You deserve to feel safe in your relationship. Emotional, verbal, or physical abuse is not your fault. Here’s how to recognize the signs of an unhealthy relationship and get help.
Sure, nobody’s relationship is perfect, and people make mistakes. But if you feel like you’re being treated badly, you probably are. Listen to your gut. Healthy relationships make you feel good about yourself — unhealthy relationships don’t.
Lying, cheating, jealousy, and disrespect are signs of an unhealthy relationship. So is trying to control a partner. That includes:
Anyone can find themselves in an abusive relationship, no matter their age, gender, or sexual orientation. Movies and TV shows that depict abuse might give you the impression that an abusive relationship is only when someone is getting hit or physically hurt. But there are different types of abuse that can affect your body, your emotions, and your self-esteem.
Each relationship is different, and the signs of an abusive relationship can vary. But all of these behaviors are ways that one person tries to maintain all of the power in a relationship and control their partner.
Sometimes abusive behaviors begin slowly and get worse as time goes on. If you’ve been feeling devalued, afraid, or controlled, get help. Everyone deserves to be in a relationship where both people feel safe and are respected, trusted, and loved.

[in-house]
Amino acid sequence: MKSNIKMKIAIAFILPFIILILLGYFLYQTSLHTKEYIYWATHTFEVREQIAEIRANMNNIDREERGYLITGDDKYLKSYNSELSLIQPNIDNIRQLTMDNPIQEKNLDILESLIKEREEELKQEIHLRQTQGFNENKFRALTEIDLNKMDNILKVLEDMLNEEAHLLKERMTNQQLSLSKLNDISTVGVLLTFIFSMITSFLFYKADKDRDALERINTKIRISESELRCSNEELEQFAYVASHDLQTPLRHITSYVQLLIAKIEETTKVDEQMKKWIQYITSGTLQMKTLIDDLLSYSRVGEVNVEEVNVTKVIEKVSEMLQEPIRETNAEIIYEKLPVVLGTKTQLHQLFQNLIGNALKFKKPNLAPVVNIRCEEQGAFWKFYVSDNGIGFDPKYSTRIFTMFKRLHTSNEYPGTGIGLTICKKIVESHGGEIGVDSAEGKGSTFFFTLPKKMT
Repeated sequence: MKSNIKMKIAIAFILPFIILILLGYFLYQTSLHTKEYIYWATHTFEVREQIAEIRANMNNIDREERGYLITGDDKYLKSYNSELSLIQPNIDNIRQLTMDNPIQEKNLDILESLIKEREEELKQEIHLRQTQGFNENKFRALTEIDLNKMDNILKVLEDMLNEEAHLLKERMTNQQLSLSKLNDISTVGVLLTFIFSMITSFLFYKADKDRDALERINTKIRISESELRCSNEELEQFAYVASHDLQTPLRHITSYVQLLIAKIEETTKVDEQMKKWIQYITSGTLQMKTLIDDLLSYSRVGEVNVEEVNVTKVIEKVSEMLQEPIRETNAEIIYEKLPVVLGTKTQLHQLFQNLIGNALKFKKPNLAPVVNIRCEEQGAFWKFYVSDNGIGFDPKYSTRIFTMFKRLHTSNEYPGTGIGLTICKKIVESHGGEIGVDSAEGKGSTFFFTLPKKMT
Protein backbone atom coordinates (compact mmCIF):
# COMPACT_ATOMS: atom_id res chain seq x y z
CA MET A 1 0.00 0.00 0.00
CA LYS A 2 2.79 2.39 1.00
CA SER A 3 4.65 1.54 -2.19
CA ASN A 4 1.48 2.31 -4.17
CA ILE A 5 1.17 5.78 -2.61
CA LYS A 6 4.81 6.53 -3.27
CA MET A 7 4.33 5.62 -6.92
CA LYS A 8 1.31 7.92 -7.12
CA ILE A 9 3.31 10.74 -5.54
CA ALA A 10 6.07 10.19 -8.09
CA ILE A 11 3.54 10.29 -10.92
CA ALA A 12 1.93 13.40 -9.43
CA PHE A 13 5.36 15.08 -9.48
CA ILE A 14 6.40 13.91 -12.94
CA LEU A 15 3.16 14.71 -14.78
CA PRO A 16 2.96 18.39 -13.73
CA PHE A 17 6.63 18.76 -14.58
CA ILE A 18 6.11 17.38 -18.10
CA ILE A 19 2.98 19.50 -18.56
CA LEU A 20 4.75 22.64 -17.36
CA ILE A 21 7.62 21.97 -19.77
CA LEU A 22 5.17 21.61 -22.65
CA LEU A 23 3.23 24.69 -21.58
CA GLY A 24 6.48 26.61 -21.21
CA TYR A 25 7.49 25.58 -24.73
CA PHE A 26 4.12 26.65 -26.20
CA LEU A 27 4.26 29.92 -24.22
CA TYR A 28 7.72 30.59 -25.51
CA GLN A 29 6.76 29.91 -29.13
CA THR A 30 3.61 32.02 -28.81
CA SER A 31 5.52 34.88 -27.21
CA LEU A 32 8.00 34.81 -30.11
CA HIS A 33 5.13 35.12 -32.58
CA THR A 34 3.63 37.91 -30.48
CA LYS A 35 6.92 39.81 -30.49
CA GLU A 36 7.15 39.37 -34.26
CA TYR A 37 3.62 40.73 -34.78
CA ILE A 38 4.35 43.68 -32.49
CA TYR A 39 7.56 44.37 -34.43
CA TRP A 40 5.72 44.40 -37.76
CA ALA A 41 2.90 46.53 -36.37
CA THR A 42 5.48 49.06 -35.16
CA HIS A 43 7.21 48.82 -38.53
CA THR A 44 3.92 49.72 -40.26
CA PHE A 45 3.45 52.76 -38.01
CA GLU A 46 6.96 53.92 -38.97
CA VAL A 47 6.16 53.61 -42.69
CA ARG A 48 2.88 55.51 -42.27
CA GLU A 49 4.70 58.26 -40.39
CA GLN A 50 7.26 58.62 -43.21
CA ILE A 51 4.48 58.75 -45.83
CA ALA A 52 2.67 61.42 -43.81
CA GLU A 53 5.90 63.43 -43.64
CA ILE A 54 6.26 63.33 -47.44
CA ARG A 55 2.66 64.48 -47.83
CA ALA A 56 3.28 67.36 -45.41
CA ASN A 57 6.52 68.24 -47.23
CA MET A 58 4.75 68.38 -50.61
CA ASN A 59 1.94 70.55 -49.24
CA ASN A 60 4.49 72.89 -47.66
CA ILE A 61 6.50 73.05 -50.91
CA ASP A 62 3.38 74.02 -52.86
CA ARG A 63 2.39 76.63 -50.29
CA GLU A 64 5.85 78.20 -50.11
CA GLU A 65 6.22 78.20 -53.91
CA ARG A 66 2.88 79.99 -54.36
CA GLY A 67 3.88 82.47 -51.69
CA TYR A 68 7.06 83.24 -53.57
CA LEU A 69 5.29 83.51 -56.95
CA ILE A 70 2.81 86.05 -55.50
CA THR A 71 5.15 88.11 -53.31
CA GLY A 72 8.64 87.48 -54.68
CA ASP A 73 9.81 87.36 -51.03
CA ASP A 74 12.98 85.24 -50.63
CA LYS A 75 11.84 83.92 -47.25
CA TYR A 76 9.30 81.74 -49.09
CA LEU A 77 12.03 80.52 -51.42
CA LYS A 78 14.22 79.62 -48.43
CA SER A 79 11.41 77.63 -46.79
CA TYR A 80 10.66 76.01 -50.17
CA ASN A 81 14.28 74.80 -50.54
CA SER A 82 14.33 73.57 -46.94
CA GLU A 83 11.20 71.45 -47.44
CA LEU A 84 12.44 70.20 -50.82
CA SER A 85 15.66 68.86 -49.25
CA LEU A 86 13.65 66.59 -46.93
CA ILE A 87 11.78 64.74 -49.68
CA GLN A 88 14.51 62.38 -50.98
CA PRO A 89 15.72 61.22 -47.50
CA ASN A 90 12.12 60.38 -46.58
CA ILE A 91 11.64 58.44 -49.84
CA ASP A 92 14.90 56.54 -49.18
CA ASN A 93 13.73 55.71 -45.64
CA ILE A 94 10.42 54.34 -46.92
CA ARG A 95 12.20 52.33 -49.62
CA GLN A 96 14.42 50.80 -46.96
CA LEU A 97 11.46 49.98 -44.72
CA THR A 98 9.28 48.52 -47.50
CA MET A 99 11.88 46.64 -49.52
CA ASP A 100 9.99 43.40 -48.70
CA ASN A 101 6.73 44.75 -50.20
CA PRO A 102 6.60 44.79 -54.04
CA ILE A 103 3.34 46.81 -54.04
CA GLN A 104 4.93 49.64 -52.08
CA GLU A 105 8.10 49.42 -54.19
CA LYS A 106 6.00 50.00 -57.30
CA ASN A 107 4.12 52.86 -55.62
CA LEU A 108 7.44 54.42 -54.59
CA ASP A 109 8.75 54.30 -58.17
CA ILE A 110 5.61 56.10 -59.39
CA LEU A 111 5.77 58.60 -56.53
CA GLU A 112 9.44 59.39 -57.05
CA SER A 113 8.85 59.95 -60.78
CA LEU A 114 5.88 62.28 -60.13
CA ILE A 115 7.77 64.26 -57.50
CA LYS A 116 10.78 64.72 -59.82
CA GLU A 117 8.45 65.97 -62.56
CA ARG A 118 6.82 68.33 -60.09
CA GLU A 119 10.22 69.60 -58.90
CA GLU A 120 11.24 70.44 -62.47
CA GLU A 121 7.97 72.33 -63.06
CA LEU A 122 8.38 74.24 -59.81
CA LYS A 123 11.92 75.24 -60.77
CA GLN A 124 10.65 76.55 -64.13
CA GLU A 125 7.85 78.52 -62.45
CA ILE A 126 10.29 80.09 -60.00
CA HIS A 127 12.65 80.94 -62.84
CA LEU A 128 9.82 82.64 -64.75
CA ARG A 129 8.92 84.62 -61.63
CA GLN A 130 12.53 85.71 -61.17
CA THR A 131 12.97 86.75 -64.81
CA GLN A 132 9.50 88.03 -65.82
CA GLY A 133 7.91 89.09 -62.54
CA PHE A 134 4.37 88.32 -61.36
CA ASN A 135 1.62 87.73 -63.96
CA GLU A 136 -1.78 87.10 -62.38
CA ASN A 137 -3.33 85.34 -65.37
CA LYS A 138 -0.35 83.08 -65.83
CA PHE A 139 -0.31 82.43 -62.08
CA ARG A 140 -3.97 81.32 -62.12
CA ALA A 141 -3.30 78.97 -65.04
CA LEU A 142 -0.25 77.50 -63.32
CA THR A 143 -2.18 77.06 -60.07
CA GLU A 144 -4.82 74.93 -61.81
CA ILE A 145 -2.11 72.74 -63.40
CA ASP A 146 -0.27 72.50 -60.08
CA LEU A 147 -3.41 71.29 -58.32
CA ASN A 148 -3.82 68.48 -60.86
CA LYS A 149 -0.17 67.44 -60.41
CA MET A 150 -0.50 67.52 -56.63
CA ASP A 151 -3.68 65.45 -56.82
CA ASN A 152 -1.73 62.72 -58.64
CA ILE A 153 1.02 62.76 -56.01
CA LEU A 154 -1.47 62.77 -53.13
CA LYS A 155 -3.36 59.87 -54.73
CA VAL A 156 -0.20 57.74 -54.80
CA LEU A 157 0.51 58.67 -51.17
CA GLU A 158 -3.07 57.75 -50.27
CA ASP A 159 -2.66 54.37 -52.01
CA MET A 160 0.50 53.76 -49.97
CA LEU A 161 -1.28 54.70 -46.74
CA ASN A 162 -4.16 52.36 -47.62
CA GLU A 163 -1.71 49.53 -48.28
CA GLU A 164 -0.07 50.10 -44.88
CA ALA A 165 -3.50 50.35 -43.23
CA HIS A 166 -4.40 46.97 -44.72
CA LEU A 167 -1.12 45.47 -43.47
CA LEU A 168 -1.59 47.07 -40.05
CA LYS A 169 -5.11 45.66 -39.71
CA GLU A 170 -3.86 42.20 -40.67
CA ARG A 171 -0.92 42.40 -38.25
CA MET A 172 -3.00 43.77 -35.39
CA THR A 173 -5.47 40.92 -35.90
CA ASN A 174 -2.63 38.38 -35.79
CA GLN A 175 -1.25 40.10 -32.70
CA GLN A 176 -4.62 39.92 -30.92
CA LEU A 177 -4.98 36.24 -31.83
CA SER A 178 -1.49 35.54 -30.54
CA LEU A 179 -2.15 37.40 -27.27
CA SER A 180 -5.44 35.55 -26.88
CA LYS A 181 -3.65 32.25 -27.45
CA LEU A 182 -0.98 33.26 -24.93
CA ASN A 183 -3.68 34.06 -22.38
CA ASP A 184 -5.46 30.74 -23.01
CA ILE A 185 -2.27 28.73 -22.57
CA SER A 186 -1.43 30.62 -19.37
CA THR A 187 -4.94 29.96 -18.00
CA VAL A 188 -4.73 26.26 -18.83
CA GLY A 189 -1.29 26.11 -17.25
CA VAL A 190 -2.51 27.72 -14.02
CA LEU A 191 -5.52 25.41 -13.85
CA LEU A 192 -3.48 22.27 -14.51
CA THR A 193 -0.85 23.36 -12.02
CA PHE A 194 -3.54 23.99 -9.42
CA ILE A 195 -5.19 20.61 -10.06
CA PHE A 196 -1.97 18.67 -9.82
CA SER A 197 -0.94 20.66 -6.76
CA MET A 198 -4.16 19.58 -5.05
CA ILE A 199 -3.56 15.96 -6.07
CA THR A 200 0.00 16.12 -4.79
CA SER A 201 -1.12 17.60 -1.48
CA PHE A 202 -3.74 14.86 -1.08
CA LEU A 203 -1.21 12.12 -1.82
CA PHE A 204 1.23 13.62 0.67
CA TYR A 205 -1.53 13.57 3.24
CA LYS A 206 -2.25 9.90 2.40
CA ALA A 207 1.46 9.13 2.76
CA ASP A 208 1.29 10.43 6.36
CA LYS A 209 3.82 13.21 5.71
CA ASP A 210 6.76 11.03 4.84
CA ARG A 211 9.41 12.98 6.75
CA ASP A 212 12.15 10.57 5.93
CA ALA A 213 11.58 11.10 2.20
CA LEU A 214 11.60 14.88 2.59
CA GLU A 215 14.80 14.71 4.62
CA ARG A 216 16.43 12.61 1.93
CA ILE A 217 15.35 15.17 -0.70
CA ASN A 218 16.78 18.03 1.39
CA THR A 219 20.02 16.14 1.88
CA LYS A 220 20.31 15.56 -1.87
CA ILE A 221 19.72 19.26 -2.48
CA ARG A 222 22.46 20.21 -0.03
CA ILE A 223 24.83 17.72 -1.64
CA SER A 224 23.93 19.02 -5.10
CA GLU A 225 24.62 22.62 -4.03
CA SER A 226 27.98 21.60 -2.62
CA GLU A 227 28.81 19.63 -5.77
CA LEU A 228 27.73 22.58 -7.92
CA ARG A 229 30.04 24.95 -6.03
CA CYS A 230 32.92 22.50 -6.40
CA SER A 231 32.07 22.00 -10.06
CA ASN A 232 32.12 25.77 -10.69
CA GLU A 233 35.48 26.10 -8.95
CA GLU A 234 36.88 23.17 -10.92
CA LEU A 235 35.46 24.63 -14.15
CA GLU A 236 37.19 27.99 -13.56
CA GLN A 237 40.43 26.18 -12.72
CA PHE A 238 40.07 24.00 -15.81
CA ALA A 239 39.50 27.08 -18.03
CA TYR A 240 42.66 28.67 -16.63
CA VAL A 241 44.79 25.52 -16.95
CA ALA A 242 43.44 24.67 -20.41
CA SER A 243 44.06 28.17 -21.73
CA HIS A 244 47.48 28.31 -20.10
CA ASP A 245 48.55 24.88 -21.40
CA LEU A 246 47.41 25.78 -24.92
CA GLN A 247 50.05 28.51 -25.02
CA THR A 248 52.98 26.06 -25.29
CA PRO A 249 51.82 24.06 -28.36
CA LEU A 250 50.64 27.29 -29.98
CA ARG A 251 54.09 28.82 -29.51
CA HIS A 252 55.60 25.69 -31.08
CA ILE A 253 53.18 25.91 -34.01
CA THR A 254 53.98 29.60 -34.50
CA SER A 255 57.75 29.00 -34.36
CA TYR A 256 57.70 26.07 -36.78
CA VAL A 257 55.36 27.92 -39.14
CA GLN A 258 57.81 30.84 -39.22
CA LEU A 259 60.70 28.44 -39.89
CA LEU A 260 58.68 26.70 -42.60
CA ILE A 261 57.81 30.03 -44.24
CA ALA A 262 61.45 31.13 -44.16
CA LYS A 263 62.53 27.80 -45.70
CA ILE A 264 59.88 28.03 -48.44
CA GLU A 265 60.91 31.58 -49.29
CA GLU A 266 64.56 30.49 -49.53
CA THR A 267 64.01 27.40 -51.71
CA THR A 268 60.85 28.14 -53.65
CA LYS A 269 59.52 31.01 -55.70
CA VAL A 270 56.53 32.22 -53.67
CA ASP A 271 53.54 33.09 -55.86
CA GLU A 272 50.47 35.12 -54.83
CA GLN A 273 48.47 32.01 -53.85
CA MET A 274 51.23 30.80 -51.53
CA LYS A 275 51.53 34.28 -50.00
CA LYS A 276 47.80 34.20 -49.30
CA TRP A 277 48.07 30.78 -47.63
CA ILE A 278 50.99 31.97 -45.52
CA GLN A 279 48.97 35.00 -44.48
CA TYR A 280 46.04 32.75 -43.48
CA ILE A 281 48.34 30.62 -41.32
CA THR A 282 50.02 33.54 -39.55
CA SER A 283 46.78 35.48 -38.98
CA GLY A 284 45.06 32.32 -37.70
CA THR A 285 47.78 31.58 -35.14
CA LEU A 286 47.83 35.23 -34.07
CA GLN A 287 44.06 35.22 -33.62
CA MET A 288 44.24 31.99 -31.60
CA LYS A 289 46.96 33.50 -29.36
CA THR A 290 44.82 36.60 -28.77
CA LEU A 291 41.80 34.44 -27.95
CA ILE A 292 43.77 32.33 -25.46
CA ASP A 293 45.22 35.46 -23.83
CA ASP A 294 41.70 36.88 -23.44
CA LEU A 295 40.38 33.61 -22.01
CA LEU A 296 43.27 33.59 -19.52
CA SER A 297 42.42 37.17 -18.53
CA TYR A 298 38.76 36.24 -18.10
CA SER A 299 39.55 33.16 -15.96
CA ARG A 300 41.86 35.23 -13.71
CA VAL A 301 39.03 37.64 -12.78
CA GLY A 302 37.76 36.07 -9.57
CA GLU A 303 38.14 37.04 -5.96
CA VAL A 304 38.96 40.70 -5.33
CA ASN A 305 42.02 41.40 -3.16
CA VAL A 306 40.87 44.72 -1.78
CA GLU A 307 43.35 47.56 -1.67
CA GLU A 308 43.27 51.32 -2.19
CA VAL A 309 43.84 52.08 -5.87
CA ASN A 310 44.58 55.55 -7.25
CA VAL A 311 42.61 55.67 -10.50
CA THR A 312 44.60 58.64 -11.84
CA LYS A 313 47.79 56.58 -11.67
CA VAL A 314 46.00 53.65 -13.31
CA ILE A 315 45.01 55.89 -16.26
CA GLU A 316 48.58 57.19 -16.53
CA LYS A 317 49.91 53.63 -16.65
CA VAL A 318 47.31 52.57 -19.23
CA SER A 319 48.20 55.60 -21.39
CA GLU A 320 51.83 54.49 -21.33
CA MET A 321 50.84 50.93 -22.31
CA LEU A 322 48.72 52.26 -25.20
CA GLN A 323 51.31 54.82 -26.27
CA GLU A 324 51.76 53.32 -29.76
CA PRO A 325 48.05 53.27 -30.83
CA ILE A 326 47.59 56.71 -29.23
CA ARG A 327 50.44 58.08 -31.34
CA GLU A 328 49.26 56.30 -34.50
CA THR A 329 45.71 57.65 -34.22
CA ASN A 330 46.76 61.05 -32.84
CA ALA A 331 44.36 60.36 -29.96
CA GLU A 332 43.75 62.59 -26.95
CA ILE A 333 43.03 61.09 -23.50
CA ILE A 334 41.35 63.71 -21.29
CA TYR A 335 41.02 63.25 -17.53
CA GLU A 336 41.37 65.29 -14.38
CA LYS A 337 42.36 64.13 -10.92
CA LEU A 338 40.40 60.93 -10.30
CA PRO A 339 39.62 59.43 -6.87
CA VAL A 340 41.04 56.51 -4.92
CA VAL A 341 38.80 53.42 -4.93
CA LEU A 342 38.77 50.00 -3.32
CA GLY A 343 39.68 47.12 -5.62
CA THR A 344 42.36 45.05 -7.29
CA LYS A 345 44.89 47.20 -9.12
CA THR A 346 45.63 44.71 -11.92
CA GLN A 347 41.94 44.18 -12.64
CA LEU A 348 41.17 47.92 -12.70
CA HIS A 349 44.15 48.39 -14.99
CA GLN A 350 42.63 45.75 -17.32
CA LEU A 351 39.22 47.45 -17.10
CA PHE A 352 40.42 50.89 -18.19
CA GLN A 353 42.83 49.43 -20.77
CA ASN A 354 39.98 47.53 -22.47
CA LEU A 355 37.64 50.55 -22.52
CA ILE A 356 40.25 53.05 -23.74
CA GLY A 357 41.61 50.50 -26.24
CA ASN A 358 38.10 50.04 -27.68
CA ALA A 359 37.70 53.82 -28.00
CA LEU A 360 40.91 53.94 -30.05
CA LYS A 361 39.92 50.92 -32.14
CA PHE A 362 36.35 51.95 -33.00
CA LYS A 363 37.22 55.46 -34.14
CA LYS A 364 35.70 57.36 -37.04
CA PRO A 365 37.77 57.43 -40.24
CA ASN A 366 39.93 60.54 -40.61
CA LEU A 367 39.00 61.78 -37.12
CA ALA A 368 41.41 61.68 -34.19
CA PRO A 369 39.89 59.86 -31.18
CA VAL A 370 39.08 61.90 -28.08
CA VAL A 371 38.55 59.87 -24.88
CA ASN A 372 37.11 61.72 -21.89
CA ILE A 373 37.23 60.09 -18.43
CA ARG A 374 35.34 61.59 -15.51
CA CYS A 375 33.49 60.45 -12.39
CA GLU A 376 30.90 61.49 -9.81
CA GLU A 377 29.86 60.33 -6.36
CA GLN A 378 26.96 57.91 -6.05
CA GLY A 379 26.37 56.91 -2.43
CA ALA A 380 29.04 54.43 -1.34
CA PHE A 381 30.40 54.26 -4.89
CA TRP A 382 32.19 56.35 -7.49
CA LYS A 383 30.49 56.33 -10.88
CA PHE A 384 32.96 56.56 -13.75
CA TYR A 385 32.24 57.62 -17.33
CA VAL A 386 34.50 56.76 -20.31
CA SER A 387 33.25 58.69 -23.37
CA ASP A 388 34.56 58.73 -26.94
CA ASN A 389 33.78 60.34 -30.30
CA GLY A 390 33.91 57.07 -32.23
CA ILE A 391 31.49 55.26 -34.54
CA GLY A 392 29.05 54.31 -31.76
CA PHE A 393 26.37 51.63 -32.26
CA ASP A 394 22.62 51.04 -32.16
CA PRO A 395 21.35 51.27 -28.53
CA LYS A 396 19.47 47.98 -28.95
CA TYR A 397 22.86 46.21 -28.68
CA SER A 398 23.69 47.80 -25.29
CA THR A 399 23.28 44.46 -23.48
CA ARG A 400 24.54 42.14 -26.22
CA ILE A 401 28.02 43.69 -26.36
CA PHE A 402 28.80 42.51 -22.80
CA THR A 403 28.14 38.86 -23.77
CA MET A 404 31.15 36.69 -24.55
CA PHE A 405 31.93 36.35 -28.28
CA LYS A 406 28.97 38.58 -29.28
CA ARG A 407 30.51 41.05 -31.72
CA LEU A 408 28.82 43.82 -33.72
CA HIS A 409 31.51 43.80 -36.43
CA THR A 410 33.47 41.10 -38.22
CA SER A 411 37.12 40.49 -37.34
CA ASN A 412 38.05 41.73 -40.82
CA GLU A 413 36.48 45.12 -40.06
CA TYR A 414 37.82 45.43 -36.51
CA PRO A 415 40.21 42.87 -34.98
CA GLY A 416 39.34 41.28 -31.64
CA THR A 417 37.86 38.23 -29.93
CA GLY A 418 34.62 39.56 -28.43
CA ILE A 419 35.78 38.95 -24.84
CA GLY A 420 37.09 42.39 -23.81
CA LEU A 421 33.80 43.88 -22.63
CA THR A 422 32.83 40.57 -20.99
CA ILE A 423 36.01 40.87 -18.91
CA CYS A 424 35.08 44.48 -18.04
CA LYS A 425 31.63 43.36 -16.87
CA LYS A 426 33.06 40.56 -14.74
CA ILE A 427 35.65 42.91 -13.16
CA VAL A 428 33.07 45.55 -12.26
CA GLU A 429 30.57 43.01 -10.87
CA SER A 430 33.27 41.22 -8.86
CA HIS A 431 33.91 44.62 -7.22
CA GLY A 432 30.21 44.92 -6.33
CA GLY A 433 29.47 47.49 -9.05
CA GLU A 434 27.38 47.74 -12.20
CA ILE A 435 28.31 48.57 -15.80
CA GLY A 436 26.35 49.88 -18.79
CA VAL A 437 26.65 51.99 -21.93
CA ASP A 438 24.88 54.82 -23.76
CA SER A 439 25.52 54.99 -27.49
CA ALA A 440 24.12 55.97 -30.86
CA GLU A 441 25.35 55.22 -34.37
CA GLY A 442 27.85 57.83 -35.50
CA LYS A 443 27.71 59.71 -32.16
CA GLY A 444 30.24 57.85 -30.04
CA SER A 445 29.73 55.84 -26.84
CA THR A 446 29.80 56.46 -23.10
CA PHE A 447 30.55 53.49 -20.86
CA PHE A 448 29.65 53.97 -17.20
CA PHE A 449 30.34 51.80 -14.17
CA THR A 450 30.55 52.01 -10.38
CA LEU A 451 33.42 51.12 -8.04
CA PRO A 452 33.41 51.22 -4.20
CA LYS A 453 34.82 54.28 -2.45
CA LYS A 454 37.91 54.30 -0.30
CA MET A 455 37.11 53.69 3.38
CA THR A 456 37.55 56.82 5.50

If you’re in an abusive relationship, know that you’re not alone and you deserve better. If your partner hurts you physically, emotionally, or sexually, remember: nothing you said or did justifies their behavior. Everyone gets mad sometimes, but talking things through is the way to deal with problems — not hurting you or putting you down.
Abuse doesn’t happen because you did something wrong, or weren’t good enough to prevent it from happening. Domestic abuse happens because someone made a choice to manipulate and control you to make themselves more powerful. Remember, you deserve healthy, happy relationships. Abuse of any kind is never OK.
When you break up with an abusive partner, it’s important to have a safety plan if you’re afraid they might hurt you, your children, or other people you love. Call the National Domestic Violence Hotline at 1-800-799-SAFE (7233) to get support and advice and check out their safety plan. If you’re in high school or college, you may find the safety plan at Love Is Respect helpful. If you feel like you’re in immediate danger, get away from your partner and call 911.
Leaving an unhealthy relationship can be really hard and can take a long time. In fact, it takes an average of 7 tries before someone leaves an abusive partner for good. So don’t give up on your loved one if they’re not ready to leave or they keep going back. The best thing you can do is listen, be supportive, and when you get the chance, talk about how much better life could be.
Here are more tips: